“Calculate the No-Arbitrage price of a 60-day future?” And I have a no-arbitrage futures pricing formula as “FP = So*(1 + RFR)^T” How do they all of a sudden come to the conclusion that this is a good thing to get the ans: “FP = B(150) * (1 + RFR-of-B(60))^T” C’mon - you have it here. S0 = ? and RFR = ?.

That’s what I wanted to know why is this, S0 = B(150) and why is RFR = RFR-of-B(60)? and why not this, S0 = B(60) and RFR = RFR-of-B(150) That’s what software development makes you - “A DUMB BOZO”

I don’t think you’re a dumb bozo which is why I didn’t tell you the answer. I think that F = S0*(1 + rfr)^T is the forward price formula, but let’s say they are the same. The reason for that formula is that if I own a stock I should be indifferent to selling it now (for S0) and putting the money in risk-free deposits for a year (leaving me with S0*(1+rf)^T) or entering into a forward contract to deliver it in a year at the price at S0*(1+rf)^T (and T = 1 yr here and rf is the 1-yr risk-free rate). Ignoring counterparty risk, both give me a risk-free way of getting the same amount of money in a year. The same then => the same now. So forget stocks for a second and say I own a 150 day T-bill. I should be indifferent to selling it to you now for B(150) and depositing my money in risk free deposits for 60 days earning RFR of B(60) thus giving me B(150)*(1 + RFR of B(60))^T or enetering into a forward contract at that price. It’s just the same as in the stock example except for that thing that I added that the T-bill price is much more correlated with the margin deposit interest rate than a stock is likely to be.

Thanks for a very lucid explanation Joey. So when we say we have a T-Bill futures contract, it is implicitly assumed that we are talking about delivering a 90-day T-Bill at the contract expiration??? ***I think I missed this bit from the book completely (and I don’t have them now to reconfirm) *** Yet another problem on the similar lines below, A 45-day T-bill has a discount rate of 5.5%. A 135-day T-bill has a discount rate of 5.95%. Calculate the price of a futures contract that expires in 45 days. Here are want to price a futures contract that expires in 45-days and delivers a 90-day T-Bill. So h = 45 (contract expiration) m = 90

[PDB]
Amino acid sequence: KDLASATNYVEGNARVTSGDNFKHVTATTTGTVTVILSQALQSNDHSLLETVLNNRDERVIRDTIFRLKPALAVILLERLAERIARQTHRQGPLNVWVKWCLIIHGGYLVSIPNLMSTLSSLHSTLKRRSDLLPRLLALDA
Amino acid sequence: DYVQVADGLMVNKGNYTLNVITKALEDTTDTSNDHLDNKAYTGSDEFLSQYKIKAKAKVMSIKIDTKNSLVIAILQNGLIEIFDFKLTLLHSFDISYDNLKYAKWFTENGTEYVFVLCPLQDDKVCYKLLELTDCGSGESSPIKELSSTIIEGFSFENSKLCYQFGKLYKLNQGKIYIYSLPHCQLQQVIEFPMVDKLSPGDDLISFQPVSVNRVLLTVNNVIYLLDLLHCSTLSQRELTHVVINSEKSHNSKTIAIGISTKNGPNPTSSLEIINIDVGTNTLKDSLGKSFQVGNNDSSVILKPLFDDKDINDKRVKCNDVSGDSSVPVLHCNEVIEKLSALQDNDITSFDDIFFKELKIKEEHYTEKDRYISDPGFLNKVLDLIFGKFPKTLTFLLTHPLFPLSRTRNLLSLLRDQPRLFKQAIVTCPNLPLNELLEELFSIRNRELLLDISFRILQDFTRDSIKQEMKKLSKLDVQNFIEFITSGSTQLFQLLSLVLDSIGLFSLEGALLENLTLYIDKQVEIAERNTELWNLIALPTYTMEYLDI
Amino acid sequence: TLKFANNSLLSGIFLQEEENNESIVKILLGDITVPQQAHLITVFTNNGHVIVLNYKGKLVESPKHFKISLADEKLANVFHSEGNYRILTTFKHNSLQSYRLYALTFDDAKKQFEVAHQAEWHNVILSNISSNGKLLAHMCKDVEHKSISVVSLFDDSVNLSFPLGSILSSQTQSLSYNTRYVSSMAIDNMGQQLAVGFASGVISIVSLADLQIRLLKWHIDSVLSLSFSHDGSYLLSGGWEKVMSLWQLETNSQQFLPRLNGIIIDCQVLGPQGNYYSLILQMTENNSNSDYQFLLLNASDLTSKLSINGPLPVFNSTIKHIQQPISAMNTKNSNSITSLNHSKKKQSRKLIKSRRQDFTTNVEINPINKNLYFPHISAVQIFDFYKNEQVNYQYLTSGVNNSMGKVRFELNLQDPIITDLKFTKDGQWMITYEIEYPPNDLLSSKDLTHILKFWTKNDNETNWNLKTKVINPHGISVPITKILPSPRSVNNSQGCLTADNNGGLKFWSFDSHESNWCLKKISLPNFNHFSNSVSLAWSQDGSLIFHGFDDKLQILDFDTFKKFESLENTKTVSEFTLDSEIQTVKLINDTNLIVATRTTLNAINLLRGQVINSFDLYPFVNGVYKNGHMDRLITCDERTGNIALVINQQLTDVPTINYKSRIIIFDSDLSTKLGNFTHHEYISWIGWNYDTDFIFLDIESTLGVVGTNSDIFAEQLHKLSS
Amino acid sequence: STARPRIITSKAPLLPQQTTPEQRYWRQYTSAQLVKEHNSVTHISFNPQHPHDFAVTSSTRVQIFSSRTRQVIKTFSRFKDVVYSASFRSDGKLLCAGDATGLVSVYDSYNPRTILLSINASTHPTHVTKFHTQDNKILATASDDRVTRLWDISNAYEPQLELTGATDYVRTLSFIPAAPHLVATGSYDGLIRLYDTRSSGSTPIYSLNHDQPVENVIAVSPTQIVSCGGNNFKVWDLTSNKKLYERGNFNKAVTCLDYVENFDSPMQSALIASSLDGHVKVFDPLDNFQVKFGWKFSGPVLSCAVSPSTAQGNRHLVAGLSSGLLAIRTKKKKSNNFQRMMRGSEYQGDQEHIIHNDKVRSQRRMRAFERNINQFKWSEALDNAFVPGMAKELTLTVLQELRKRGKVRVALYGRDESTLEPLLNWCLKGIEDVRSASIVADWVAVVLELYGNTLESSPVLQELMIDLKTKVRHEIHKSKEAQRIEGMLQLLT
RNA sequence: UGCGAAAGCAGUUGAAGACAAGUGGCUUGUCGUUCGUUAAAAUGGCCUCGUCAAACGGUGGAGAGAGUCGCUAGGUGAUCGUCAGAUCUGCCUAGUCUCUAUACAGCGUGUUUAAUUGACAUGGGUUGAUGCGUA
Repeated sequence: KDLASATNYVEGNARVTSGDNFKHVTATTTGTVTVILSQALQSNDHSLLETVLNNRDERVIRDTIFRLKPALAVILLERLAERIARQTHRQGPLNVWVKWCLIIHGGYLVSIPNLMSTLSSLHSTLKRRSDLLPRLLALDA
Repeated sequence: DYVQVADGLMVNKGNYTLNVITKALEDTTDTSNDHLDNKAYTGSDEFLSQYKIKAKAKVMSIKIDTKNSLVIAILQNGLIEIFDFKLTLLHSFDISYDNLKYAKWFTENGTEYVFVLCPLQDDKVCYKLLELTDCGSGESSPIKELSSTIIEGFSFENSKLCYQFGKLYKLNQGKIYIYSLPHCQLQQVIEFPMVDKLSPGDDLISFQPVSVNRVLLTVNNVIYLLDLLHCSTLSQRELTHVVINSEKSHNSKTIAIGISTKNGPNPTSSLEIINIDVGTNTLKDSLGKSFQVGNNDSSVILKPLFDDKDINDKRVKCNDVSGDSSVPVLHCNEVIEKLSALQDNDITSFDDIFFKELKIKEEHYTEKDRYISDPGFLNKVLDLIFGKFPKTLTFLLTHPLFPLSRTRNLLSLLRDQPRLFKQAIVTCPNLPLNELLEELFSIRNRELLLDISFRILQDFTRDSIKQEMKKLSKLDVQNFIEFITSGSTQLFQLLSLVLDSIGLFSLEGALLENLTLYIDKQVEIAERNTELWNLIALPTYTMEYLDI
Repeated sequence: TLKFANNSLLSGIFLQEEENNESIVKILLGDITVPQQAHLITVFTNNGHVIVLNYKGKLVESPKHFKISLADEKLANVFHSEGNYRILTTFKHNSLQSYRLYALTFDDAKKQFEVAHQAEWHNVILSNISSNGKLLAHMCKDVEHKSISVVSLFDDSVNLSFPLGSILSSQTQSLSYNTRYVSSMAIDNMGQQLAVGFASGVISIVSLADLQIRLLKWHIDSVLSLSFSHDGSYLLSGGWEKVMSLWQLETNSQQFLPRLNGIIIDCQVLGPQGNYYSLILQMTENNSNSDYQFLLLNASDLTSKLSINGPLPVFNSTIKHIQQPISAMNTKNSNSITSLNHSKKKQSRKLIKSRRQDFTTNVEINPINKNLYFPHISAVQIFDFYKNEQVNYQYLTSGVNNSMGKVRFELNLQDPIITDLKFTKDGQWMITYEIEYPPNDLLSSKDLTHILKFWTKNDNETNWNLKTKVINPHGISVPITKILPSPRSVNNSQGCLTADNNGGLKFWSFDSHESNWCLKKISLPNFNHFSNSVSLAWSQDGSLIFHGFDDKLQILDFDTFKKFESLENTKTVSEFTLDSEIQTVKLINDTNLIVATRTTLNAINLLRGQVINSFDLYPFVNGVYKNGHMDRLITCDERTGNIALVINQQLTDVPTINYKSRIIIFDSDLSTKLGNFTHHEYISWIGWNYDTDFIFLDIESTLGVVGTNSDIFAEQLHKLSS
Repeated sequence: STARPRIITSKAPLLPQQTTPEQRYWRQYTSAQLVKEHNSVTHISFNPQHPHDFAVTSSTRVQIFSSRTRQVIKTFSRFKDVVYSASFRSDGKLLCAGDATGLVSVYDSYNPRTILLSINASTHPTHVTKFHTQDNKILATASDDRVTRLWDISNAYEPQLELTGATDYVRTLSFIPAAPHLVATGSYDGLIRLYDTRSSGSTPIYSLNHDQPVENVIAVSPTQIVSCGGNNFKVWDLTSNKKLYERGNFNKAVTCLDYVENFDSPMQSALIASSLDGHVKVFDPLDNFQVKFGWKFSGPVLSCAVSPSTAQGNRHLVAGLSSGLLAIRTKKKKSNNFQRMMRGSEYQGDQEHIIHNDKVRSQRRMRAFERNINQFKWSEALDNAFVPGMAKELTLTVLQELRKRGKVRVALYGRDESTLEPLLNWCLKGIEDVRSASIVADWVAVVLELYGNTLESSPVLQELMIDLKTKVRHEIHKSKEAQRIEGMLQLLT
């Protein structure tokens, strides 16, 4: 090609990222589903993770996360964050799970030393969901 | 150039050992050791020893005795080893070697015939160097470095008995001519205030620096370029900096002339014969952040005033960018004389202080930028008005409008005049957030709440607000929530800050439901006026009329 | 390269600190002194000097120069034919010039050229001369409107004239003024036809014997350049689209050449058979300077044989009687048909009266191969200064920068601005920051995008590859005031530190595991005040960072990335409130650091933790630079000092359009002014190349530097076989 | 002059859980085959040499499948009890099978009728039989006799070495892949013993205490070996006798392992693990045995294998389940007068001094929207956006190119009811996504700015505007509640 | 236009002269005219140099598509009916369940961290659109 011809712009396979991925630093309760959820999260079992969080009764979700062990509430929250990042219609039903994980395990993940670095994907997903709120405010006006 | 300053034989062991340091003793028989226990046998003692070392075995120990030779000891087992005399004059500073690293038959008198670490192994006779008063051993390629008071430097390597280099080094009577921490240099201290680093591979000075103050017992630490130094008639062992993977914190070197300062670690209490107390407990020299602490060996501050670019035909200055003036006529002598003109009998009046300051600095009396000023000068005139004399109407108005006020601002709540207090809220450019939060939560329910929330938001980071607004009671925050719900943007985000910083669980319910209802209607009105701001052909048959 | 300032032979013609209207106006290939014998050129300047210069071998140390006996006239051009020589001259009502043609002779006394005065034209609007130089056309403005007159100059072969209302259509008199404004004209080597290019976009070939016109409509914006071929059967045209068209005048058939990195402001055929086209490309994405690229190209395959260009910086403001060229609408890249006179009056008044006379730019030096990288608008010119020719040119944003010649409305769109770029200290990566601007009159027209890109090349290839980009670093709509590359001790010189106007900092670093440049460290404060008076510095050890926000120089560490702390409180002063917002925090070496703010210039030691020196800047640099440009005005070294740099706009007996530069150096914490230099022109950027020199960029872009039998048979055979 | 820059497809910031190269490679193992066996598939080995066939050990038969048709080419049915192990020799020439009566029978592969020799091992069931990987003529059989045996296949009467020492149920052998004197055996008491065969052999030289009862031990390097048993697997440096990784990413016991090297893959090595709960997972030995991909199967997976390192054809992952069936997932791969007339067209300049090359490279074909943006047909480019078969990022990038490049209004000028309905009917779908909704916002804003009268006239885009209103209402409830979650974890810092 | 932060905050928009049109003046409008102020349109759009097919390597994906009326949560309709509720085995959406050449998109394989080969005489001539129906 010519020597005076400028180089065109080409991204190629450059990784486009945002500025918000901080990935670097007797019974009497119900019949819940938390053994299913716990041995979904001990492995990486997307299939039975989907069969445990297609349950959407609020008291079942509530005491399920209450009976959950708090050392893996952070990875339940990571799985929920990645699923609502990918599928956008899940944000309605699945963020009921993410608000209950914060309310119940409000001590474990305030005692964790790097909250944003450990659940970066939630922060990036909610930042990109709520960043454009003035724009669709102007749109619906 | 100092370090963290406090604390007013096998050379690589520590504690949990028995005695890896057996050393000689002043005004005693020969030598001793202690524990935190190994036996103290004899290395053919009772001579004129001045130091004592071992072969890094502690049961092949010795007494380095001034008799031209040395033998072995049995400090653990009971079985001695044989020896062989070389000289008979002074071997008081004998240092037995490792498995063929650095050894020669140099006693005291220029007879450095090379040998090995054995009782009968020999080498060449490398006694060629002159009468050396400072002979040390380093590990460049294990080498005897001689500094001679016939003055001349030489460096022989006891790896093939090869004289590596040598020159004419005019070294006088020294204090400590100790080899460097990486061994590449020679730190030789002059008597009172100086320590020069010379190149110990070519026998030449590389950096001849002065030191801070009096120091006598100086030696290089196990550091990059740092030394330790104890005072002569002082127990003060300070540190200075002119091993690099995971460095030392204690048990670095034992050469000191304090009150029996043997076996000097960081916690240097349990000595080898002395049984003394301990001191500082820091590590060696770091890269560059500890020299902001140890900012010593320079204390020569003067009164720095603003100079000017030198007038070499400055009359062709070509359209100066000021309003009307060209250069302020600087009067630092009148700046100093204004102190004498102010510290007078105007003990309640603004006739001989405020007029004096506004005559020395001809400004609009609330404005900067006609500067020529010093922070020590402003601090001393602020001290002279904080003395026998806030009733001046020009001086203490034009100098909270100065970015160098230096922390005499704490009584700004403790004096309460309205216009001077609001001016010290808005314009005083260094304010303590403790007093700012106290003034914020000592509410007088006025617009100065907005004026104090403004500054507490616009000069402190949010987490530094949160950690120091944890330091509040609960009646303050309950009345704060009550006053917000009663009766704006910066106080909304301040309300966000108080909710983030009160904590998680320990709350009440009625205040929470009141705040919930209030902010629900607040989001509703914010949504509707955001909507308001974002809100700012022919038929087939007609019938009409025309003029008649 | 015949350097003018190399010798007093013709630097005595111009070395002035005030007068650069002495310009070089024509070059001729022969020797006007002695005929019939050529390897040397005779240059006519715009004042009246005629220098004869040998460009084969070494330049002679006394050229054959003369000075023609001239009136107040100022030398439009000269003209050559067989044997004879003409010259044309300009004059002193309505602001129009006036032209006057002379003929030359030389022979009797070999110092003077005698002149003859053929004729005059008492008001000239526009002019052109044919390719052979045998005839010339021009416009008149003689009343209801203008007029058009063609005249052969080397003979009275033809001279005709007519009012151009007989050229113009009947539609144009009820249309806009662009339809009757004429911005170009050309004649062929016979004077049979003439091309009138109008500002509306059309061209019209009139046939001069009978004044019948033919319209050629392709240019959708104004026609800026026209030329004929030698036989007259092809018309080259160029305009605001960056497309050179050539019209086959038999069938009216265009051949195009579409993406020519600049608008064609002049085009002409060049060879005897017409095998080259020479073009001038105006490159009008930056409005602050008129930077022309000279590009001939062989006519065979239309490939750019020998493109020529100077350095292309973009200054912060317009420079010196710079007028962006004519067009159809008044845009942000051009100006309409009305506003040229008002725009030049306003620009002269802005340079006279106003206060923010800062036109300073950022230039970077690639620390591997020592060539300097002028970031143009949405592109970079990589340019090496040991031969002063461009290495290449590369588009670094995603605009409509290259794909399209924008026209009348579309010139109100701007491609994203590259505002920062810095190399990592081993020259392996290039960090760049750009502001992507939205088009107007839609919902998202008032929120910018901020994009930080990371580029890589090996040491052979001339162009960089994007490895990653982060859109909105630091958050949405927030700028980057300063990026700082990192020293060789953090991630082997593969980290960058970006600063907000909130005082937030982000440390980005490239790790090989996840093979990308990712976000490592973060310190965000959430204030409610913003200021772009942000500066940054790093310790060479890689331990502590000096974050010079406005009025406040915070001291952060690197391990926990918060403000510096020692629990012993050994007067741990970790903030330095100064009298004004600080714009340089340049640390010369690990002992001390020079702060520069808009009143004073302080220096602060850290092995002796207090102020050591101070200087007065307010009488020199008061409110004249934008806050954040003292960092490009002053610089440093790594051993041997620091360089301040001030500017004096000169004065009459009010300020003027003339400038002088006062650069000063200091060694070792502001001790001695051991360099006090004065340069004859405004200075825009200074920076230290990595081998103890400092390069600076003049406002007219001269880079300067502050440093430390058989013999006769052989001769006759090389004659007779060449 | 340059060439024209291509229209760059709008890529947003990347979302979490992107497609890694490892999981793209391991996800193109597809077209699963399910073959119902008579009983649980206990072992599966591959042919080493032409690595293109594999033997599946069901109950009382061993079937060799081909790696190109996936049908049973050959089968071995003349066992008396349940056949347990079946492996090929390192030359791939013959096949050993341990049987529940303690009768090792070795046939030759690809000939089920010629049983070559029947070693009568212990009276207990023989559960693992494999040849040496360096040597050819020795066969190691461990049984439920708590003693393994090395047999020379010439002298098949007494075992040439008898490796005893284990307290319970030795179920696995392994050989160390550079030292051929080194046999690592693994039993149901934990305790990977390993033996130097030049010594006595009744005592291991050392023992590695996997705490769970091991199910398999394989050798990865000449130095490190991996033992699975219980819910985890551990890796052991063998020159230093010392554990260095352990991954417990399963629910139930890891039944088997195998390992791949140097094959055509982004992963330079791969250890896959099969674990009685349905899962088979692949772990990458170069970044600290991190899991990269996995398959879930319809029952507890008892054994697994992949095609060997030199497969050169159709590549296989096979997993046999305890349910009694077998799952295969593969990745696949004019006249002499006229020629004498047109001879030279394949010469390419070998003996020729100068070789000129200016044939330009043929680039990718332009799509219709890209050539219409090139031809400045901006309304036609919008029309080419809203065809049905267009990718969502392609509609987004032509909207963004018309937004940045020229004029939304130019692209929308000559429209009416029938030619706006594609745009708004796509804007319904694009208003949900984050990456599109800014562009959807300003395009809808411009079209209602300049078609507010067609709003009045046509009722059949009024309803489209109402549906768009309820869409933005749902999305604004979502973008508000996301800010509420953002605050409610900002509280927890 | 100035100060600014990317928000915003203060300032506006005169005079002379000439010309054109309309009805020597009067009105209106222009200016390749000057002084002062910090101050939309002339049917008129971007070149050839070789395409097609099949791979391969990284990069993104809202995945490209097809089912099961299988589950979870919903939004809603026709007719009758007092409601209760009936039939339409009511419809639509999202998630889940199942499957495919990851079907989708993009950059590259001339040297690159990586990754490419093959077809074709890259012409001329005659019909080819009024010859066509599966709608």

dinesh.sundrani Wrote: ------------------------------------------------------- > Thanks for a very lucid explanation Joey. > > So when we say we have a T-Bill futures contract, > it is implicitly assumed that we are talking about > delivering a 90-day T-Bill at the contract > expiration??? ***I think I missed this bit from > the book completely (and I don’t have them now to > reconfirm) *** > Yes although a) Nobody trades T-Bill futures anymore b) The untraded T-bill futures contract is now cash-settled but nobody told CFAI. c) Today the volume in Eurodollar futures was 1.6 million contracts and the volume in T-bills was 0. d) I have no idea why anybody would ask questions about a security that isn’t traded anymore. Why not have some questions about GNMA futures? > Yet another problem on the similar lines below, > A 45-day T-bill has a discount rate of 5.5%. A > 135-day T-bill has a discount rate of 5.95%. > Calculate the price of a futures contract that > expires in 45 days. > > Here are want to price a futures contract that > expires in 45-days and delivers a 90-day T-Bill. > > So > h = 45 (contract expiration) > m = 90 the problem > Par Value of the bonds = $1 h + m = 135 (T-Bill to be delivered is a 135-Day > T-Bill) > > r(45) = 0.055 > r(135) = 0.0595 > r-adjusted(45) = 0.055*45/360 = 0.006875 > r-adjusted(135) = 0.0595*135/360 = 0.0223125 > Price of a 45-day T-Bill = B(45) = 1 - 0.006875 = > 0.993125 > Price of a 135-day T-Bill = B(135) = B(45 + 90) = > 1 - 0.0223125 = 0.9776875 > HPY(of the 45-day Tbill) = 1/0.993125 - 1 = > 0.006922 = 0.6922% Price of the futures contract is F(45) = B(135)*(1 > + 0.006922) > F(45) = 0.9776875*1.006922 = 0.984455052875 > > > This also means that we can solve a problem like > this “A 45-day T-bill has a discount rate of 5.5%. > A 173-day T-bill has a discount rate of 5.95%. > Calculate the price of a futures contract that > expires in 45 days” … because [173 – > 45] is not equal to 90

Thanks Joey, as always, learnt a lot from you.